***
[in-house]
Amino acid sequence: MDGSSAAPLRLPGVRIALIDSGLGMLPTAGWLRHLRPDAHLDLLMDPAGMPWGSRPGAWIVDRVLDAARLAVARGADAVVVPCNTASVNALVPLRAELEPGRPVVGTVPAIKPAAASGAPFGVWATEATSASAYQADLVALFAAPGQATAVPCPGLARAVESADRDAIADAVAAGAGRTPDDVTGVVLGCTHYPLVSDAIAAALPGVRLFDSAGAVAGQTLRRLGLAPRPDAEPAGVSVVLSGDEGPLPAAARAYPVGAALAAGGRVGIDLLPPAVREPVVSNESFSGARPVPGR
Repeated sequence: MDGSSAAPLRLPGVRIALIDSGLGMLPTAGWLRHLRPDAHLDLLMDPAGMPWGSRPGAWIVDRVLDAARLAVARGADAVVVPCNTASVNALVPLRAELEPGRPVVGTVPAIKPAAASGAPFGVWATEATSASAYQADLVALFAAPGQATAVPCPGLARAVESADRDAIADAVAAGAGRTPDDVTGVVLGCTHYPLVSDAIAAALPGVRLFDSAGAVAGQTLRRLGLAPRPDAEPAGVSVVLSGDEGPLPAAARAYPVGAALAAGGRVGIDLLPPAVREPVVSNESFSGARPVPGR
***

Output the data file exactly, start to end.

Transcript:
[in-house]
Amino acid sequence: MDGSSAAPLRLPGVRIALIDSGLGMLPTAGWLRHLRPDAHLDLLMDPAGMPWGSRPGAWIVDRVLDAARLAVARGADAVVVPCNTASVNALVPLRAELEPGRPVVGTVPAIKPAAASGAPFGVWATEATSASAYQADLVALFAAPGQATAVPCPGLARAVESADRDAIADAVAAGAGRTPDDVTGVVLGCTHYPLVSDAIAAALPGVRLFDSAGAVAGQTLRRLGLAPRPDAEPAGVSVVLSGDEGPLPAAARAYPVGAALAAGGRVGIDLLPPAVREPVVSNESFSGARPVPGR
Repeated sequence: MDGSSAAPLRLPGVRIALIDSGLGMLPTAGWLRHLRPDAHLDLLMDPAGMPWGSRPGAWIVDRVLDAARLAVARGADAVVVPCNTASVNALVPLRAELEPGRPVVGTVPAIKPAAASGAPFGVWATEATSASAYQADLVALFAAPGQATAVPCPGLARAVESADRDAIADAVAAGAGRTPDDVTGVVLGCTHYPLVSDAIAAALPGVRLFDSAGAVAGQTLRRLGLAPRPDAEPAGVSVVLSGDEGPLPAAARAYPVGAALAAGGRVGIDLLPPAVREPVVSNESFSGARPVPGR